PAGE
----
How to Calculate Diversified Investments
Original post by Ben Taylor of Demand Media
A diversified investment portfolio is one in which you maintain several types of investment positions. Diversified investments help you to hedge against risks that might affect a particular type of market, such as the market for rare earth metals, or a particular type of financial instrument. The degree to which you should diversify your portfolio depends upon your investment goals. Strategies such as modern portfolio theory advocate including a diverse array of investments in a portfolio in order to minimize your exposure to volatility and exposure risk.
Quantify your investment objectives, including long-term and short-term goals, the types of securities you want to buy, and how long you intend to hold each position before closing. Creating a diversified portfolio spreads your investment capital across many different markets, which allows you to take advantage of progress in several industries while limiting your exposure to risk. List each type of investment you plan to include in your portfolio, as well as those that are already there.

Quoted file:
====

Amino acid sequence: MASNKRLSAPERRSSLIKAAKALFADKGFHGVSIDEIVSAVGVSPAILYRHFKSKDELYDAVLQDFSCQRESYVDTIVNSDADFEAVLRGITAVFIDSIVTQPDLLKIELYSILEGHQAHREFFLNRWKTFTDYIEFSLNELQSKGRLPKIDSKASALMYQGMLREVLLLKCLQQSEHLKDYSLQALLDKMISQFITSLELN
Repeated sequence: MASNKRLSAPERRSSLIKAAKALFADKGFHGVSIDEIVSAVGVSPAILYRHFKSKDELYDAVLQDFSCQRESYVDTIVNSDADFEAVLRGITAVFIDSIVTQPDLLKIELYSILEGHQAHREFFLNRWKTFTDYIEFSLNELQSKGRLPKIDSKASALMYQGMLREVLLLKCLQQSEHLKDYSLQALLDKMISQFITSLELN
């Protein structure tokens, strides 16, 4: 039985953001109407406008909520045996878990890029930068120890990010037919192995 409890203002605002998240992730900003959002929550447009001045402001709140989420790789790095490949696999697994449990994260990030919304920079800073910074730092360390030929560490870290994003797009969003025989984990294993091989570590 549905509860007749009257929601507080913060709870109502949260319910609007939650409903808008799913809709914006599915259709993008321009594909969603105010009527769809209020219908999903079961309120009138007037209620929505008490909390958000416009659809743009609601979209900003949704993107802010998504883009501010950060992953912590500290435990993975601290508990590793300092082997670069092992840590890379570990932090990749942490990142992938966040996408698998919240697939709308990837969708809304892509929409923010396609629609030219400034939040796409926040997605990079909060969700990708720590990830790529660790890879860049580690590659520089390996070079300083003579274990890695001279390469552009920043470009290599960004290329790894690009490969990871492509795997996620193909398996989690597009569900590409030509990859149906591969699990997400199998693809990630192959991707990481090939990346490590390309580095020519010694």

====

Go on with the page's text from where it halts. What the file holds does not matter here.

Enumerate each position you have open and, using a computer spreadsheet, list each position's value. Start a list for positions you plan to open in the near future, including the price at which you want to open the position. Total the value of your portfolio and record it below the list of each individual position's value. Then total the value of each position you plan to open.
Classify each investment first by the industry or market sector it represents, then by the type of investment it is -- such as a stock, government bond or mutual fund. To determine the amount of investment capital you have committed to a particular market sector or financial instrument, divide its value by the value of your entire portfolio. This helps monitor your portfolio's diversity by measuring the percentage of investment capital you have committed to a particular position.
Monitor the performance of market tracking funds and indices, such as the Dow Jones Industrial Average or any of the SPDR indices, to contextualize your portfolio's performance. Diversity can limit risk, but it also limits profit potential. Following indices and funds that reflect market performance confirms instances in which diverse investments helped mitigate your losses, or helped you outperform the market.
Tips & Warnings
- Experiment with a spreadsheet program's mathematical functions and macros. This can help simplify calculations and automate the data you use to calculate your investment portfolio's diversity.
- Computer spreadsheet
About the Author
Ben Taylor has been writing since 2005 and has had work published by WEKU-FM and West Virginia Public Broadcasting both on air and online. Taylor holds a Master of Arts in English from Eastern Kentucky University and currently teaches composition and ESL there.
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